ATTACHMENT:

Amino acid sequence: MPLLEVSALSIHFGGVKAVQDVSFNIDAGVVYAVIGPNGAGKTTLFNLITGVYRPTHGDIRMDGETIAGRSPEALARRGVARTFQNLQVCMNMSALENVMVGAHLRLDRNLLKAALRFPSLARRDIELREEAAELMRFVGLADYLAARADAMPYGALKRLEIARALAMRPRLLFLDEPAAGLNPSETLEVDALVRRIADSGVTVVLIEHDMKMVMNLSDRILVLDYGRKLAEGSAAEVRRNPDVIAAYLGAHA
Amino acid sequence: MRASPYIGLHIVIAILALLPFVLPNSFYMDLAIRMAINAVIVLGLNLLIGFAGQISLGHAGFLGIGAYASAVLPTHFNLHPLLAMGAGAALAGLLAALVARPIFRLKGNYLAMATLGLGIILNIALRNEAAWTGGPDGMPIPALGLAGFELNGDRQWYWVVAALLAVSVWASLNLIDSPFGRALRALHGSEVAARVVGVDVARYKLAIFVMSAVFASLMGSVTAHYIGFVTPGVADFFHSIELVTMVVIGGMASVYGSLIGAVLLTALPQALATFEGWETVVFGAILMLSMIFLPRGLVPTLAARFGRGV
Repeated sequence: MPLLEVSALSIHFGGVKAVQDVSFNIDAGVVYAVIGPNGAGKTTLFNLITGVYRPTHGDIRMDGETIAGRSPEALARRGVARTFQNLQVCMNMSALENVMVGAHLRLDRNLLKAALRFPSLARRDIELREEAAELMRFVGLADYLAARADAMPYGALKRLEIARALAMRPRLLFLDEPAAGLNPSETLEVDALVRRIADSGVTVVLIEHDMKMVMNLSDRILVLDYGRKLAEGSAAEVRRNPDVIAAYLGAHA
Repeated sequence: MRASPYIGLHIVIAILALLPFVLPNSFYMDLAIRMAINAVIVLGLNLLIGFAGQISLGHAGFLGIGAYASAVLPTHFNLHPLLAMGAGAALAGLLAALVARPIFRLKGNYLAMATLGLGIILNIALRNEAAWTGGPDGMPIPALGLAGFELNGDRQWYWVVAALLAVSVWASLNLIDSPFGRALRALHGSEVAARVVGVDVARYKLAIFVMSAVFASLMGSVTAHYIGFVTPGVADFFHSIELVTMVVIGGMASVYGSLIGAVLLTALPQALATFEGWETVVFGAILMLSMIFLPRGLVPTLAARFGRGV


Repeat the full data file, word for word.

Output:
Amino acid sequence: MPLLEVSALSIHFGGVKAVQDVSFNIDAGVVYAVIGPNGAGKTTLFNLITGVYRPTHGDIRMDGETIAGRSPEALARRGVARTFQNLQVCMNMSALENVMVGAHLRLDRNLLKAALRFPSLARRDIELREEAAELMRFVGLADYLAARADAMPYGALKRLEIARALAMRPRLLFLDEPAAGLNPSETLEVDALVRRIADSGVTVVLIEHDMKMVMNLSDRILVLDYGRKLAEGSAAEVRRNPDVIAAYLGAHA
Amino acid sequence: MRASPYIGLHIVIAILALLPFVLPNSFYMDLAIRMAINAVIVLGLNLLIGFAGQISLGHAGFLGIGAYASAVLPTHFNLHPLLAMGAGAALAGLLAALVARPIFRLKGNYLAMATLGLGIILNIALRNEAAWTGGPDGMPIPALGLAGFELNGDRQWYWVVAALLAVSVWASLNLIDSPFGRALRALHGSEVAARVVGVDVARYKLAIFVMSAVFASLMGSVTAHYIGFVTPGVADFFHSIELVTMVVIGGMASVYGSLIGAVLLTALPQALATFEGWETVVFGAILMLSMIFLPRGLVPTLAARFGRGV
Repeated sequence: MPLLEVSALSIHFGGVKAVQDVSFNIDAGVVYAVIGPNGAGKTTLFNLITGVYRPTHGDIRMDGETIAGRSPEALARRGVARTFQNLQVCMNMSALENVMVGAHLRLDRNLLKAALRFPSLARRDIELREEAAELMRFVGLADYLAARADAMPYGALKRLEIARALAMRPRLLFLDEPAAGLNPSETLEVDALVRRIADSGVTVVLIEHDMKMVMNLSDRILVLDYGRKLAEGSAAEVRRNPDVIAAYLGAHA
Repeated sequence: MRASPYIGLHIVIAILALLPFVLPNSFYMDLAIRMAINAVIVLGLNLLIGFAGQISLGHAGFLGIGAYASAVLPTHFNLHPLLAMGAGAALAGLLAALVARPIFRLKGNYLAMATLGLGIILNIALRNEAAWTGGPDGMPIPALGLAGFELNGDRQWYWVVAALLAVSVWASLNLIDSPFGRALRALHGSEVAARVVGVDVARYKLAIFVMSAVFASLMGSVTAHYIGFVTPGVADFFHSIELVTMVVIGGMASVYGSLIGAVLLTALPQALATFEGWETVVFGAILMLSMIFLPRGLVPTLAARFGRGV